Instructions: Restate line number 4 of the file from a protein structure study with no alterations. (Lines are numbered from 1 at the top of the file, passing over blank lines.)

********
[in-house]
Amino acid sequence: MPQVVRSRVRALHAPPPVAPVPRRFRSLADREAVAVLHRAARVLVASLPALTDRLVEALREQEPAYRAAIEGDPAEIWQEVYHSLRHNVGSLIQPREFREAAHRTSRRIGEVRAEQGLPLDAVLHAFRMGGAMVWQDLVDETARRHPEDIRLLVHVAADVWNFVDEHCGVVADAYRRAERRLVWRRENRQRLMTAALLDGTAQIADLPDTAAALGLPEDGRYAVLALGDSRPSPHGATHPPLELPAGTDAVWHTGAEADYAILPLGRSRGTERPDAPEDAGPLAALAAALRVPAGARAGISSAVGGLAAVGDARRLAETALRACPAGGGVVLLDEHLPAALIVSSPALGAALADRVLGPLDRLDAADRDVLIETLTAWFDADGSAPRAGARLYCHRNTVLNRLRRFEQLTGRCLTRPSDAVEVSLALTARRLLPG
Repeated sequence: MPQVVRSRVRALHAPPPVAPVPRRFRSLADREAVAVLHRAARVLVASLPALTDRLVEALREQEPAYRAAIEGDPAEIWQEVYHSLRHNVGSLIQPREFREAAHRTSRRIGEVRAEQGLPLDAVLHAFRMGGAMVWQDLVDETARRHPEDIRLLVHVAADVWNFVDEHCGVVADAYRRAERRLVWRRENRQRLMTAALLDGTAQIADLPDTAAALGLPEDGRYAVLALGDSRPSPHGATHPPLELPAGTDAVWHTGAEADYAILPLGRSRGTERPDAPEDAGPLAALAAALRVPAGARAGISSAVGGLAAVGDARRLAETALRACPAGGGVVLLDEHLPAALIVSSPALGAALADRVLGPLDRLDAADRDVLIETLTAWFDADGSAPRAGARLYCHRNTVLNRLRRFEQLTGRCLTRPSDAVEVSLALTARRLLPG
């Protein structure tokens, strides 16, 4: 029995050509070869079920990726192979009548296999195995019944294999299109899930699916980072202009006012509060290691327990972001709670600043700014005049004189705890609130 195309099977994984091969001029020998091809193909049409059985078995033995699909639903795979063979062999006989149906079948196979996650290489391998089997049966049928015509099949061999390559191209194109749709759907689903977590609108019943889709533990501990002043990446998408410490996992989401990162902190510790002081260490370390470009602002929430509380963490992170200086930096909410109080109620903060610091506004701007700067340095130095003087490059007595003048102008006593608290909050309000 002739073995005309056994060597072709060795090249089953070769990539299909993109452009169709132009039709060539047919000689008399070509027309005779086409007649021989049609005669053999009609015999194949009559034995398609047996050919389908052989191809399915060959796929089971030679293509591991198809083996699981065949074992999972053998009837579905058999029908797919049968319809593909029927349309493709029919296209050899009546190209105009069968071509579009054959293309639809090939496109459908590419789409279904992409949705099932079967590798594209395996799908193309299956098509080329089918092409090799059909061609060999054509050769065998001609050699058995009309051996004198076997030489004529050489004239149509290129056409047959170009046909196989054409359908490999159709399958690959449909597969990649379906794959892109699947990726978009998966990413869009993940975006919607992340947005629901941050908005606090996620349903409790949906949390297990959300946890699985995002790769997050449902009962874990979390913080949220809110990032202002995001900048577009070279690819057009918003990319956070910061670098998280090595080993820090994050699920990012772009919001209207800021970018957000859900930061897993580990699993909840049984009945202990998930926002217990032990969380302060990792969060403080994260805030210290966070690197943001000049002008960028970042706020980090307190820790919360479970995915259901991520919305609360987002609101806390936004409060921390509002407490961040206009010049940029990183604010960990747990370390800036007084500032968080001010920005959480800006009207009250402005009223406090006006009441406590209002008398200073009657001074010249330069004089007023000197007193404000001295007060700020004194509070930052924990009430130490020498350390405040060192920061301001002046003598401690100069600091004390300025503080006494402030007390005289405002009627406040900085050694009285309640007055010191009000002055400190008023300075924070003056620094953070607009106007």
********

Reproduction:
């Protein structure tokens, strides 16, 4: 029995050509070869079920990726192979009548296999195995019944294999299109899930699916980072202009006012509060290691327990972001709670600043700014005049004189705890609130 195309099977994984091969001029020998091809193909049409059985078995033995699909639903795979063979062999006989149906079948196979996650290489391998089997049966049928015509099949061999390559191209194109749709759907689903977590609108019943889709533990501990002043990446998408410490996992989401990162902190510790002081260490370390470009602002929430509380963490992170200086930096909410109080109620903060610091506004701007700067340095130095003087490059007595003048102008006593608290909050309000 002739073995005309056994060597072709060795090249089953070769990539299909993109452009169709132009039709060539047919000689008399070509027309005779086409007649021989049609005669053999009609015999194949009559034995398609047996050919389908052989191809399915060959796929089971030679293509591991198809083996699981065949074992999972053998009837579905058999029908797919049968319809593909029927349309493709029919296209050899009546190209105009069968071509579009054959293309639809090939496109459908590419789409279904992409949705099932079967590798594209395996799908193309299956098509080329089918092409090799059909061609060999054509050769065998001609050699058995009309051996004198076997030489004529050489004239149509290129056409047959170009046909196989054409359908490999159709399958690959449909597969990649379906794959892109699947990726978009998966990413869009993940975006919607992340947005629901941050908005606090996620349903409790949906949390297990959300946890699985995002790769997050449902009962874990979390913080949220809110990032202002995001900048577009070279690819057009918003990319956070910061670098998280090595080993820090994050699920990012772009919001209207800021970018957000859900930061897993580990699993909840049984009945202990998930926002217990032990969380302060990792969060403080994260805030210290966070690197943001000049002008960028970042706020980090307190820790919360479970995915259901991520919305609360987002609101806390936004409060921390509002407490961040206009010049940029990183604010960990747990370390800036007084500032968080001010920005959480800006009207009250402005009223406090006006009441406590209002008398200073009657001074010249330069004089007023000197007193404000001295007060700020004194509070930052924990009430130490020498350390405040060192920061301001002046003598401690100069600091004390300025503080006494402030007390005289405002009627406040900085050694009285309640007055010191009000002055400190008023300075924070003056620094953070607009106007």